Do you remember a time when it felt like you could be anything and do anything?
The world outside your doors was shot through with possibilities, and lands near and far seemed as exciting and mythical and fantastic as Mordor or Tatooine. The adventures you could have were as limitless as the world was exotic. Threads of hope, awe, excitement, and wonder wove into a tapestry often simply called childhood: that effervescent time before the choices of adolescence and adulthood shut off the lights and lock up the rooms filled with the precious talismans and worn totems of imagination and possibility.
I remember it well.
And those feelings rose up in me as I responded to some perceptive comments on my recent post about tourism’s slow death. I was agitated by my struggle to convey the idea behind the post. It covered a lot of ground – too much perhaps – and I didn’t go far enough in explaining what I meant. As I sat there staring at the comments I realized the truth was that I didn’t go far enough in understanding what I meant.
So Sarah and I talked (what else would I do?). The fact is I chafe at this search for authenticity. There is a key issue wrapped up in this feeling: encroaching monoculture, that somehow the markers of my American culture detract from the authenticity of foreign experiences abroad. Peeling back the next layer of this mental onion I see there is a conflict between feelings of familiarity and feelings of foreignness. I want that experience of foreignness and all its constituent parts: discomfort, excitement, anxiety, joy. Are these not the ingredients of being awake and alive?
So what if everything in the world was familiar? It’s here, in the Mariana Trench of my psyche, that I reach the origin of this whole shebang: Fear of a small planet.
Fear of a shrinking world of possibilities. Fear of omniscience. Fear of sleepwalking through life, of not living just killing time. It all gets very existential beyond that. Suffice to say that the conjunction of spreading monoculture with deeply integrated, globe-spanning technology and media further inflames this feeling of a shrinking planet. But there’s an essence of charlatanry in how it minimizes the unknown and expands the scope of personal power. Perhaps, in some subconscious way, these tools are meant to make the world feel smaller than it really is.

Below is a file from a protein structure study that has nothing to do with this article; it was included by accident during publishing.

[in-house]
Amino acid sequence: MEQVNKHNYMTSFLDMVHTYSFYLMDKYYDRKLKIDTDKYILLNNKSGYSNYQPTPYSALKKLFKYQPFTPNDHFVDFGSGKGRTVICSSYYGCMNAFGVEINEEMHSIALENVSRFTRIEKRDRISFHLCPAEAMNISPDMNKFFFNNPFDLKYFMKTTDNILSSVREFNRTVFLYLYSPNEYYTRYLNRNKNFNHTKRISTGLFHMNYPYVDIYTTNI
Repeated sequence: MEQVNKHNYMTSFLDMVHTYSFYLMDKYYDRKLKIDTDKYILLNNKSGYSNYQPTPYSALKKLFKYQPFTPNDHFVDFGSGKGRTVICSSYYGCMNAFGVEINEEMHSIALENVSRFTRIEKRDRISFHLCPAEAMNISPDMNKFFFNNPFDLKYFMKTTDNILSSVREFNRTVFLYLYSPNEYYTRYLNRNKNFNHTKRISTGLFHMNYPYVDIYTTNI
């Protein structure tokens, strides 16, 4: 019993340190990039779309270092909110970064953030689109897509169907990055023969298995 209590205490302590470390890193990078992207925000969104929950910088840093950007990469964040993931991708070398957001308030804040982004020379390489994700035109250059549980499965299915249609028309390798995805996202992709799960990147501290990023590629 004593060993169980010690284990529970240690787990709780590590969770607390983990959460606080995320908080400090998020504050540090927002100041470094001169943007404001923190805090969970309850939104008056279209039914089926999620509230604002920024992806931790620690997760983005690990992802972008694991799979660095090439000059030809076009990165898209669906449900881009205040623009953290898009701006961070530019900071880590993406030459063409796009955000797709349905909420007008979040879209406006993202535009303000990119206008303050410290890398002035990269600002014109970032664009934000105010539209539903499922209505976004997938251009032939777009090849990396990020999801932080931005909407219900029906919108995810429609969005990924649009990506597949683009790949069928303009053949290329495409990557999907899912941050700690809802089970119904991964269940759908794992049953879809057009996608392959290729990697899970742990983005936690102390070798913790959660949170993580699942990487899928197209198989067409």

I know these fears are idle fears.
They grow in the absence of travel beyond known borders. The “size” of the world, whether big or small, is a matter of perception. The planet is only as small as I allow it to be. I can allow it to be written, drawn, defined, and packaged by the media. I can allow it to be as small as my state or my town or my street. Or, I can allow it to expand with every journey to a new place.
I remember that time of so-called “childhood” well because I still live within the hands of that clock. My imagination and wonder and awe want to soar into limitless expanses after too much time boxed up and moldering beneath the weight of years spent walking down florescent halls to threadbare meetings. It’s an unconscionable expression of conforming to the American Dream for a “dreamer,” as my brother described me in his best man speech. Ironic, isn’t it, that I’ve had this answer for so many years.
Traveling is a revivification of that awe and optimism and excitement too often left in the time of childhood. Travel, for me, is about enlarging the planet and increasing the scope of what I don’t know, about making me feel small, about filling the unknown space around me with the magic of possibility.
How does travel change the “size” of the world for you?
Listening to: Mogwai – Now You’re Taken
Original photo by Steve took it via Flickr under Creative Commons